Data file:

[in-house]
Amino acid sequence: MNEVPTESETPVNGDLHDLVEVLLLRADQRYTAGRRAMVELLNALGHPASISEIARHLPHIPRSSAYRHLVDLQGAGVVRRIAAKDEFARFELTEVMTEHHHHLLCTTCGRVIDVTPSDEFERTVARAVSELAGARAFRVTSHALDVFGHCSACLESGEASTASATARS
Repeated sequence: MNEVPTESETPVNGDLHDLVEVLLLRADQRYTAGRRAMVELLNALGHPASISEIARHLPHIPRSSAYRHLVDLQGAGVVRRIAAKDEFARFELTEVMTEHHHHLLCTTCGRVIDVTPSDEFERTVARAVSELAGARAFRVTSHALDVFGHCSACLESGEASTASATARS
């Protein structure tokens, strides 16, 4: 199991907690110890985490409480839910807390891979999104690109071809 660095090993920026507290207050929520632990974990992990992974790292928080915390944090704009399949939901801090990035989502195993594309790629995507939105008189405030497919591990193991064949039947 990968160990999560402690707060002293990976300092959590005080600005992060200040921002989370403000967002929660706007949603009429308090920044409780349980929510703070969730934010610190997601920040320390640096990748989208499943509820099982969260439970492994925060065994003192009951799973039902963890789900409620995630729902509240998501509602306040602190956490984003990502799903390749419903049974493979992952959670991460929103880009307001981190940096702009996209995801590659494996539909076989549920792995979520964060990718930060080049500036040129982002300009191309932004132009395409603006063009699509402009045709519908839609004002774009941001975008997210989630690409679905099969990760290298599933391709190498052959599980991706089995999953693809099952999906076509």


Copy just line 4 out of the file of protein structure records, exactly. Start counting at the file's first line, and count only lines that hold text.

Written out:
């Protein structure tokens, strides 16, 4: 199991907690110890985490409480839910807390891979999104690109071809 660095090993920026507290207050929520632990974990992990992974790292928080915390944090704009399949939901801090990035989502195993594309790629995507939105008189405030497919591990193991064949039947 990968160990999560402690707060002293990976300092959590005080600005992060200040921002989370403000967002929660706007949603009429308090920044409780349980929510703070969730934010610190997601920040320390640096990748989208499943509820099982969260439970492994925060065994003192009951799973039902963890789900409620995630729902509240998501509602306040602190956490984003990502799903390749419903049974493979992952959670991460929103880009307001981190940096702009996209995801590659494996539909076989549920792995979520964060990718930060080049500036040129982002300009191309932004132009395409603006063009699509402009045709519908839609004002774009941001975008997210989630690409679905099969990760290298599933391709190498052959599980991706089995999953693809099952999906076509």